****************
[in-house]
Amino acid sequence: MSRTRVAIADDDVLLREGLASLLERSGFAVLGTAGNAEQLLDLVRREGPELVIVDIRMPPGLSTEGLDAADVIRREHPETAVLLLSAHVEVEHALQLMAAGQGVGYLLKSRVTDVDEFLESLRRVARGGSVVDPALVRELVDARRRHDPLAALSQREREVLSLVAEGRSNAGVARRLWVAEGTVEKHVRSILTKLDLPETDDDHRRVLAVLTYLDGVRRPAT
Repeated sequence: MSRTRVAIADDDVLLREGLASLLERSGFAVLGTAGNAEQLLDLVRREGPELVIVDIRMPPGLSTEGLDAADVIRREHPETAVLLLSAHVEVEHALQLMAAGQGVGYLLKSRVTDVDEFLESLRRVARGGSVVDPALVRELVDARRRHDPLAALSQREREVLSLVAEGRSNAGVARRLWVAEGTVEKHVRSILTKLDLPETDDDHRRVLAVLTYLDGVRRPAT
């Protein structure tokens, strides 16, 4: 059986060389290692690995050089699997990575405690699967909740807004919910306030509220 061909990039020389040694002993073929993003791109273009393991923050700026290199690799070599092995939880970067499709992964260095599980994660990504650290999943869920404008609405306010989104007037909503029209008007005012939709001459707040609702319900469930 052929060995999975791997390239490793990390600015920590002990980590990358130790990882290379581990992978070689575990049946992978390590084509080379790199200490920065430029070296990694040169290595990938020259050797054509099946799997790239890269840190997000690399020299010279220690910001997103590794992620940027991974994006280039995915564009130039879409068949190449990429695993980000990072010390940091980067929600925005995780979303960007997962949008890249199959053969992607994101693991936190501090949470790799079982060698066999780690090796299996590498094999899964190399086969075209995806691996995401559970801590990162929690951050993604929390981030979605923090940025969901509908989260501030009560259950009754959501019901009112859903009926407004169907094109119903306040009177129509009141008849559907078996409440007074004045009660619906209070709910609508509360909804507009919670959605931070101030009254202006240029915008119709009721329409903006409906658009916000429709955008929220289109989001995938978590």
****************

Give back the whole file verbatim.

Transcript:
[in-house]
Amino acid sequence: MSRTRVAIADDDVLLREGLASLLERSGFAVLGTAGNAEQLLDLVRREGPELVIVDIRMPPGLSTEGLDAADVIRREHPETAVLLLSAHVEVEHALQLMAAGQGVGYLLKSRVTDVDEFLESLRRVARGGSVVDPALVRELVDARRRHDPLAALSQREREVLSLVAEGRSNAGVARRLWVAEGTVEKHVRSILTKLDLPETDDDHRRVLAVLTYLDGVRRPAT
Repeated sequence: MSRTRVAIADDDVLLREGLASLLERSGFAVLGTAGNAEQLLDLVRREGPELVIVDIRMPPGLSTEGLDAADVIRREHPETAVLLLSAHVEVEHALQLMAAGQGVGYLLKSRVTDVDEFLESLRRVARGGSVVDPALVRELVDARRRHDPLAALSQREREVLSLVAEGRSNAGVARRLWVAEGTVEKHVRSILTKLDLPETDDDHRRVLAVLTYLDGVRRPAT
């Protein structure tokens, strides 16, 4: 059986060389290692690995050089699997990575405690699967909740807004919910306030509220 061909990039020389040694002993073929993003791109273009393991923050700026290199690799070599092995939880970067499709992964260095599980994660990504650290999943869920404008609405306010989104007037909503029209008007005012939709001459707040609702319900469930 052929060995999975791997390239490793990390600015920590002990980590990358130790990882290379581990992978070689575990049946992978390590084509080379790199200490920065430029070296990694040169290595990938020259050797054509099946799997790239890269840190997000690399020299010279220690910001997103590794992620940027991974994006280039995915564009130039879409068949190449990429695993980000990072010390940091980067929600925005995780979303960007997962949008890249199959053969992607994101693991936190501090949470790799079982060698066999780690090796299996590498094999899964190399086969075209995806691996995401559970801590990162929690951050993604929390981030979605923090940025969901509908989260501030009560259950009754959501019901009112859903009926407004169907094109119903306040009177129509009141008849559907078996409440007074004045009660619906209070709910609508509360909804507009919670959605931070101030009254202006240029915008119709009721329409903006409906658009916000429709955008929220289109989001995938978590």